Simply Baseball Notebook's Forgotten In Time

Seattle Pilots

Hilton Smith
Larry Doby
Seattle Pilots
1994 Expos
Ray Chapman
Flashes in the Pan
Steve Blass
St. Louis Browns
Wally Pipp
Rocky Colavito
Dom DiMaggio
Ellis Valentine
Bill Buckner
Jim Bottomley
The Federal League
Stuart 'Slim' Jones
Billy Hamilton
Ed Delahanty
Eddie Waitkus
George Davis
Riggs Stephenson
1920 White Sox
Luke Easter
Herb Washington
Eddie Robinson
Bobby Mathews
Jimmy Ryan
A.G. Spalding
"Dummy" Hoy
Albert Belle
Jack Quinn
Ken Williams
Al Oliver
Jack Taylor
Fred Lindstrom
Jim Thorpe

Played 1 Season: 1969
64-98, 6th in the AL West

This past season the city of Milwaukee unveiled a beautiful new ball park to the public. Miller Park, with its retractable roof, is marvel of modern technology - the stadium cost over $400 million to build. Back in the spring of 1970 a young car salesman named Bud Selig purchased what was considered to be a major league baseball team, the Seattle Pilots, for $10 million and moved them to his hometown of Milwaukee. Miller Park may have been the culmination of Selig's dream, but the roots of that dream began in Seattle. Here is the short story of the Seattle Pilots.

The city of Seattle was awarded a major league baseball franchise at baseball's winter meetings in 1967. Brothers Max and Dewey Soriano, would act as the expansion franchises' owners. The Pilots were slated to begin play in 1969 in the temporary home of Sick's Field (a minor league park that would be expanded to seat 25,000). Three years later, the agreement stated, the Pilots would move into a newly built domed stadium in King County.

The main problem the Sorianos' had was financing. They had to rely on the help of William R. Daley, the owner of the Cleveland Indians at the time, for financial assistance. Daley had taken an interest in Seattle when they unsuccessfully courted his Indians years earlier. He got a better deal to stay in Cleveland, but believed major league baseball belonged in Seattle. He was willing to help out the Soriano's with investment capital, at least in the beginning.

The first sign that things would not go smoothly for the Pilots was the hang ups on the expansion of Sick's stadium. The renovation wasn't completed for opening day. The stadium problems continued all season for the Pilots, most notably the low water pressure - the toilets often wouldn't flush when the attendance climbed above 10,000!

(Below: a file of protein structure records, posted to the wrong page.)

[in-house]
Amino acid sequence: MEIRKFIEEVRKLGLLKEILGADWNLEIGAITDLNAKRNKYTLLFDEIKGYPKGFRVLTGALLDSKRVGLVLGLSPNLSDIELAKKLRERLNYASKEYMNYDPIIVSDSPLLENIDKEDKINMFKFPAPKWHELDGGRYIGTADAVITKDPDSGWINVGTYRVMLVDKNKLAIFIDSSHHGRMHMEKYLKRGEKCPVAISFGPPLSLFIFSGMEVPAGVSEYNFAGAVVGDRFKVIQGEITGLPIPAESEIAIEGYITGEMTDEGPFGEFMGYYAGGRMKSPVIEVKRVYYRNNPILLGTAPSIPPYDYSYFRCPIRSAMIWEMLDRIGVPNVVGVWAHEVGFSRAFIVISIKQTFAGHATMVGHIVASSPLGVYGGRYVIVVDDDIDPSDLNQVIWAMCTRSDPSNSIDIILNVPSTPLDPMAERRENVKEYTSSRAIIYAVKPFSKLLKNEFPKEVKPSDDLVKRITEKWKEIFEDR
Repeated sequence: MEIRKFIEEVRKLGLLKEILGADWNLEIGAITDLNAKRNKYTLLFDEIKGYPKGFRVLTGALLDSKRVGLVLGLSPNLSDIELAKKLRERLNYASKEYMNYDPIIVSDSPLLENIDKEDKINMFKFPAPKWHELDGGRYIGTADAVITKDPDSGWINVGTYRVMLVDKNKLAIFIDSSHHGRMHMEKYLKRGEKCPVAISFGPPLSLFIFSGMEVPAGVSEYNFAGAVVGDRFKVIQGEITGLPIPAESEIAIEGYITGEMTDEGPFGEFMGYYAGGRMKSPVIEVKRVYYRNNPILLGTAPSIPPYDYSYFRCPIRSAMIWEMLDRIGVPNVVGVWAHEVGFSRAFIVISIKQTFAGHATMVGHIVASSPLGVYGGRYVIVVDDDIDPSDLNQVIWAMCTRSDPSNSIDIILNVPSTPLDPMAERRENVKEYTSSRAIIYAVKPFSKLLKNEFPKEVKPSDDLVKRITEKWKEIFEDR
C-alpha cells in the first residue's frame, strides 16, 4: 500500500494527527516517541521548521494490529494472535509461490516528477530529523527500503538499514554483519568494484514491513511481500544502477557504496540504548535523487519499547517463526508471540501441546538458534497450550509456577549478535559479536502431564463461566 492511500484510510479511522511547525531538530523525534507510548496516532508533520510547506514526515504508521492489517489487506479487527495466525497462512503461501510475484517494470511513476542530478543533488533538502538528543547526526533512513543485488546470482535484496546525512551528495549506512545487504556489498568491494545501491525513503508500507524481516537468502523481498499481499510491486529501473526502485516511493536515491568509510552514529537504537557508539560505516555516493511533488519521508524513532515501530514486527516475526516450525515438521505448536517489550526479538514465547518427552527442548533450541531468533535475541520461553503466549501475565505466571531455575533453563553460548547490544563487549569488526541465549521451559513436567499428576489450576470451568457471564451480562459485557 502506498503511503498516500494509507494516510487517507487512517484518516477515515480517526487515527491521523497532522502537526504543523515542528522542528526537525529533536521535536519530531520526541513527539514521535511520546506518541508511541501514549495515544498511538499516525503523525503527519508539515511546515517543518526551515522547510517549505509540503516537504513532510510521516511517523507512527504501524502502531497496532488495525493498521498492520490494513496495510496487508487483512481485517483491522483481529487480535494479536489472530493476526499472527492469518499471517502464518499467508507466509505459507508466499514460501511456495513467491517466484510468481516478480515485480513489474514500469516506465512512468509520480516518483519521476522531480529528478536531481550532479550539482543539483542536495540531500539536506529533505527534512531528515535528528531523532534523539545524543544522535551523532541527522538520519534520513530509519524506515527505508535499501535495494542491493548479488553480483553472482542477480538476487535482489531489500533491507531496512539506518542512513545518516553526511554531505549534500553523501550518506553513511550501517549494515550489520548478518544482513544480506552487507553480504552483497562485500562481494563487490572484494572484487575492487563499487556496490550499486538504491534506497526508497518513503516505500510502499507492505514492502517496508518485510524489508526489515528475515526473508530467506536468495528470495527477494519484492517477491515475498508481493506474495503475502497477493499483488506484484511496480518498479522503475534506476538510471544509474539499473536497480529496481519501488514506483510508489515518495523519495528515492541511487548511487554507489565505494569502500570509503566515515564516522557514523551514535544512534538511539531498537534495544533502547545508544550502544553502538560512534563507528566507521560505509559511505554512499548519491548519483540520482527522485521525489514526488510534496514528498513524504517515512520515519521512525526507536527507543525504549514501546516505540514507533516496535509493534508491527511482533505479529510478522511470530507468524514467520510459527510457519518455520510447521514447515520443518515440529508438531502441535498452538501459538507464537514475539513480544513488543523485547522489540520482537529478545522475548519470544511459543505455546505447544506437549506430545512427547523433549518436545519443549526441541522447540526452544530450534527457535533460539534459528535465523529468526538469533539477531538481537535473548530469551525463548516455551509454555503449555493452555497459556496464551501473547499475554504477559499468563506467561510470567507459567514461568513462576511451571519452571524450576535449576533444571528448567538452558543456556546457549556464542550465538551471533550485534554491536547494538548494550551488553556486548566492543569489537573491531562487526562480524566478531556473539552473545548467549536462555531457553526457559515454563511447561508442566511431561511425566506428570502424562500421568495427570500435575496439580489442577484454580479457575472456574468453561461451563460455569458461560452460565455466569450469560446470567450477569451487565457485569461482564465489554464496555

As for the on the field product, General Manager Marvin Milkes had a "win now" mentality - a terrible philosophy for an expansion team - especially during that era. The teams' best prospect, Lou Pinella, was dealt to expansion rival Kansas City after getting injured in spring training. Pinella would go onto win the 1969 American League Rookie of the Year. The team's nucleus was built in the expansion draft with cast - offs such as Tommy Harper, Tommy Davis, and Don Mincher. Veterans Jim Bouton and Mike Hegan were purchased from the Yankees. Dick Schultz, the 3rd base coach in St. Louis, was hired to be the franchises' first manager.

The season began promisingly enough - the Pilots split a two game series against the California Angels and headed home to face the Chicago White Sox. The opener was bittersweet, the Pilots beat the Sox, but little else went right. Only 17,150 saw the Pilots home opener, many of which had to wait until the third inning to be seated because many of the benches were still being put in as the game started! It was major league baseball in name only.